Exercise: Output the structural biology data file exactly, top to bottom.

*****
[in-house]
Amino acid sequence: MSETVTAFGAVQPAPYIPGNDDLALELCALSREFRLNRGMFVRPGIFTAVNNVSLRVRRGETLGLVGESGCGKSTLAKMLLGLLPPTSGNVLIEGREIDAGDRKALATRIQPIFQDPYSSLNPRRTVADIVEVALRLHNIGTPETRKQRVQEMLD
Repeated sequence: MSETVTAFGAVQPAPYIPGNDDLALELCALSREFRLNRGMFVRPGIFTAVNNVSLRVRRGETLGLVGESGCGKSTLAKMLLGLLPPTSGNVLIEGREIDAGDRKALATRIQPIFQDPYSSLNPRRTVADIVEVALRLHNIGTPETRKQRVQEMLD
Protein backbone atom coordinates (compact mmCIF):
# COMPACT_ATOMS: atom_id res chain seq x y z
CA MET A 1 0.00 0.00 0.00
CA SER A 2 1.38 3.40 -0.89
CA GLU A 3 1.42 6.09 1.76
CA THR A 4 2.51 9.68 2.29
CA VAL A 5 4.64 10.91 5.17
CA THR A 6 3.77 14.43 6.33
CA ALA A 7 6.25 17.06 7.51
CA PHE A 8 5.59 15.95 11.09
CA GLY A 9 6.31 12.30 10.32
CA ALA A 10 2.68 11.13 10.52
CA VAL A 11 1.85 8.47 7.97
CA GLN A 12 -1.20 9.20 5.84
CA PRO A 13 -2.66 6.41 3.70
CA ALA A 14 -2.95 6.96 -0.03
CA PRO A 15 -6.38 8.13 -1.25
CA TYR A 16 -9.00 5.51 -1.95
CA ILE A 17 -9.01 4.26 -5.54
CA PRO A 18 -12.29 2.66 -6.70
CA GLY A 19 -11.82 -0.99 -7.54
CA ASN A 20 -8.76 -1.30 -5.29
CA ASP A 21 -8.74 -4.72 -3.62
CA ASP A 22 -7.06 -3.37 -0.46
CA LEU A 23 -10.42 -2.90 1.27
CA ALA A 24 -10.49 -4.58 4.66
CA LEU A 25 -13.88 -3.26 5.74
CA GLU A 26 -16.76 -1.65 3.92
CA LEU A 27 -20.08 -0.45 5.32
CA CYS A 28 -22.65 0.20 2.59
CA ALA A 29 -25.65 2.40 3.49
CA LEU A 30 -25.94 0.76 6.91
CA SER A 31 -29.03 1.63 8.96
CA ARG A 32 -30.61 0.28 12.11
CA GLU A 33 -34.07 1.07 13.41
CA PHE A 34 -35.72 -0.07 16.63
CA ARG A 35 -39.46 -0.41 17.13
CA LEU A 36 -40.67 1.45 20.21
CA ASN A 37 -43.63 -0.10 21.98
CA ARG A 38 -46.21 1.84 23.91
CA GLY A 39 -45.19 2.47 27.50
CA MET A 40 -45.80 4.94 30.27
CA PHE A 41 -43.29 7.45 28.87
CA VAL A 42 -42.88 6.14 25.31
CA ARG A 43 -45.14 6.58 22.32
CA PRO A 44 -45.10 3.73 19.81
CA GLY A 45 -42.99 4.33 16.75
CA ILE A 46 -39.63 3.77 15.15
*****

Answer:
[in-house]
Amino acid sequence: MSETVTAFGAVQPAPYIPGNDDLALELCALSREFRLNRGMFVRPGIFTAVNNVSLRVRRGETLGLVGESGCGKSTLAKMLLGLLPPTSGNVLIEGREIDAGDRKALATRIQPIFQDPYSSLNPRRTVADIVEVALRLHNIGTPETRKQRVQEMLD
Repeated sequence: MSETVTAFGAVQPAPYIPGNDDLALELCALSREFRLNRGMFVRPGIFTAVNNVSLRVRRGETLGLVGESGCGKSTLAKMLLGLLPPTSGNVLIEGREIDAGDRKALATRIQPIFQDPYSSLNPRRTVADIVEVALRLHNIGTPETRKQRVQEMLD
Protein backbone atom coordinates (compact mmCIF):
# COMPACT_ATOMS: atom_id res chain seq x y z
CA MET A 1 0.00 0.00 0.00
CA SER A 2 1.38 3.40 -0.89
CA GLU A 3 1.42 6.09 1.76
CA THR A 4 2.51 9.68 2.29
CA VAL A 5 4.64 10.91 5.17
CA THR A 6 3.77 14.43 6.33
CA ALA A 7 6.25 17.06 7.51
CA PHE A 8 5.59 15.95 11.09
CA GLY A 9 6.31 12.30 10.32
CA ALA A 10 2.68 11.13 10.52
CA VAL A 11 1.85 8.47 7.97
CA GLN A 12 -1.20 9.20 5.84
CA PRO A 13 -2.66 6.41 3.70
CA ALA A 14 -2.95 6.96 -0.03
CA PRO A 15 -6.38 8.13 -1.25
CA TYR A 16 -9.00 5.51 -1.95
CA ILE A 17 -9.01 4.26 -5.54
CA PRO A 18 -12.29 2.66 -6.70
CA GLY A 19 -11.82 -0.99 -7.54
CA ASN A 20 -8.76 -1.30 -5.29
CA ASP A 21 -8.74 -4.72 -3.62
CA ASP A 22 -7.06 -3.37 -0.46
CA LEU A 23 -10.42 -2.90 1.27
CA ALA A 24 -10.49 -4.58 4.66
CA LEU A 25 -13.88 -3.26 5.74
CA GLU A 26 -16.76 -1.65 3.92
CA LEU A 27 -20.08 -0.45 5.32
CA CYS A 28 -22.65 0.20 2.59
CA ALA A 29 -25.65 2.40 3.49
CA LEU A 30 -25.94 0.76 6.91
CA SER A 31 -29.03 1.63 8.96
CA ARG A 32 -30.61 0.28 12.11
CA GLU A 33 -34.07 1.07 13.41
CA PHE A 34 -35.72 -0.07 16.63
CA ARG A 35 -39.46 -0.41 17.13
CA LEU A 36 -40.67 1.45 20.21
CA ASN A 37 -43.63 -0.10 21.98
CA ARG A 38 -46.21 1.84 23.91
CA GLY A 39 -45.19 2.47 27.50
CA MET A 40 -45.80 4.94 30.27
CA PHE A 41 -43.29 7.45 28.87
CA VAL A 42 -42.88 6.14 25.31
CA ARG A 43 -45.14 6.58 22.32
CA PRO A 44 -45.10 3.73 19.81
CA GLY A 45 -42.99 4.33 16.75
CA ILE A 46 -39.63 3.77 15.15